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Thursday - June 16, 2011

From: San Marcos, TX
Region: Southwest
Topic: Wildflowers
Title: Wildflowers for decorating for a wedding from San Marcos TX
Answered by: Barbara Medford


I am in the early stages of planning my wedding for next year. I would like to decorate with wildflowers in mason jars. I need to set a date! What is the peak season for wildflowers blooming in central Texas? Any advice on picking, keeping the flowers from wilting, and doing the least amount of harm when it comes to making sure the flowers come back next year? Also, do you have predictions on how good the wildflower season will be next year considering the drought this year?


We don't want to rain on your wedding, but if it doesn't rain on Central Texas in the Fall and Winter, there will be slim pickings when you start looking for flowers to gather for your wedding. That's what happened to wildflower season this year; fortunately, those seeds that didn't get enough water to sprout this year will be waiting in the soil for next year and, hopefully, rain at the right time. That is as close as we can come to predicting, a year in advance, what kind of wildflower season we will have.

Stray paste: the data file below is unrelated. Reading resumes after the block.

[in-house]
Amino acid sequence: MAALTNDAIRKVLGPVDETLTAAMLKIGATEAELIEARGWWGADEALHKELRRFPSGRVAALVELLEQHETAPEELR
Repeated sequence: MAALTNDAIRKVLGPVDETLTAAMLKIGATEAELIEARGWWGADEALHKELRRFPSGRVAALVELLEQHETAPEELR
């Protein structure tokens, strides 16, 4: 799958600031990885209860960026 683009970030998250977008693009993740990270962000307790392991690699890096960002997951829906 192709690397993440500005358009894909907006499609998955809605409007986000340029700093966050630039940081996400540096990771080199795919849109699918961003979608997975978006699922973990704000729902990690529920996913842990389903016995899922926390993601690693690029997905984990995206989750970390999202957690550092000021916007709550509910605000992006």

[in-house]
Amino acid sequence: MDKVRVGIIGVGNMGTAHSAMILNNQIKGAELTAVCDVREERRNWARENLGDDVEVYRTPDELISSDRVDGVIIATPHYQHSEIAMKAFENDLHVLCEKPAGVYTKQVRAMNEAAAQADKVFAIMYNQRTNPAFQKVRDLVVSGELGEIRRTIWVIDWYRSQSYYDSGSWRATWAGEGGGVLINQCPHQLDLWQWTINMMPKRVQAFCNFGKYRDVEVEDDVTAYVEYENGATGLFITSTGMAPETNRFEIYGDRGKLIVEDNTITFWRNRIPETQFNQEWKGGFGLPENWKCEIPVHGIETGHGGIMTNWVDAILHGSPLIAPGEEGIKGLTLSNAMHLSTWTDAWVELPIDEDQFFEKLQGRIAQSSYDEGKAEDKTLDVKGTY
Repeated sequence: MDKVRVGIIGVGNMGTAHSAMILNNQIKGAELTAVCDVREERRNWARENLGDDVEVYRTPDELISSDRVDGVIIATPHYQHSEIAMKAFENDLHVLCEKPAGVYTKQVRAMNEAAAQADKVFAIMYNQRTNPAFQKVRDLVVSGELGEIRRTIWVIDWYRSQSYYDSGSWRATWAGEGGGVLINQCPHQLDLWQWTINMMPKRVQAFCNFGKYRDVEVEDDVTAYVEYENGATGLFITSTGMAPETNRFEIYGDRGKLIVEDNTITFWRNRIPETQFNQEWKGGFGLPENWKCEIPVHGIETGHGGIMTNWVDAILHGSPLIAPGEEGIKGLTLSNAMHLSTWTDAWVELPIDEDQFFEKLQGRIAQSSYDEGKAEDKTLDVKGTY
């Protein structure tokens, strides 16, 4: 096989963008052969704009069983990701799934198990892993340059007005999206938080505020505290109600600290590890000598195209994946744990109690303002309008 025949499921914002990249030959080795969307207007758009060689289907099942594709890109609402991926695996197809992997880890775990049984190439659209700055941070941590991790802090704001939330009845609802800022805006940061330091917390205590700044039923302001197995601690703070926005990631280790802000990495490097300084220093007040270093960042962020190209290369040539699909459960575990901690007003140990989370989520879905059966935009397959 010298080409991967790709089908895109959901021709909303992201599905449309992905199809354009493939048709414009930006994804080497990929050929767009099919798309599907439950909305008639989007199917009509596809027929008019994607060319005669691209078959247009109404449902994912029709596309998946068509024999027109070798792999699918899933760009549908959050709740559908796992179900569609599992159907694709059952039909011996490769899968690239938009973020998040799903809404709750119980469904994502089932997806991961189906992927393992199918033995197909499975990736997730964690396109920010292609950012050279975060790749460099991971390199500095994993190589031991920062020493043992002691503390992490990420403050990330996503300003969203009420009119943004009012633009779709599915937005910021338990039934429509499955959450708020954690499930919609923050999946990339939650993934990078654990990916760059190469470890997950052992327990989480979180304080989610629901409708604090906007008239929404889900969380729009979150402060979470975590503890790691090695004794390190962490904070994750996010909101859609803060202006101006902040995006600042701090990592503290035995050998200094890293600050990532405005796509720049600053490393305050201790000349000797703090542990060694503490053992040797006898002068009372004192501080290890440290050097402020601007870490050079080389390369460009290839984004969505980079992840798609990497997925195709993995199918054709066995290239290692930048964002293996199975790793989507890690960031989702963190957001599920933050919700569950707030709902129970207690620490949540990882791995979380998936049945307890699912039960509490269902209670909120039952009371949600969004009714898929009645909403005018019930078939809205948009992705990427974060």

In terms of not doing harm, don't pull a whole plant out of the ground when it is in bloom. Until those blooms have been pollinated and they have died back to make room for the seeds to develop and drop to the ground, there will be no assurance that the same plants will grow in the same place next year.

Central Texas is a good place to find wildflowers, and generally, the middle of Spring, March and April, provide the most abundant show. The iconic bluebonnet usually is around for about 6 weeks, more prolifically in late March to early April.

Please be sure you have a backup plan, and your logistics worked out. Most wildflowers grow, bloom and go to seed very quickly; flowers cut today, even though they are put in water, may be drooping tomorrow. A sudden cold spell, hard-pelting rain or an insect invasion can all damage the possibilities.

We have two articles on our website that we hope will give you some help. The first is from our "Just for Texans" lists on our Recommended Species page:Cut-flower suitable species. The second is from our How-To Articles: Wildflower Arrangements. Be sure and observe the advice on locating stands of flowers to cut, obtaining permission to do so, and not overcutting an area.



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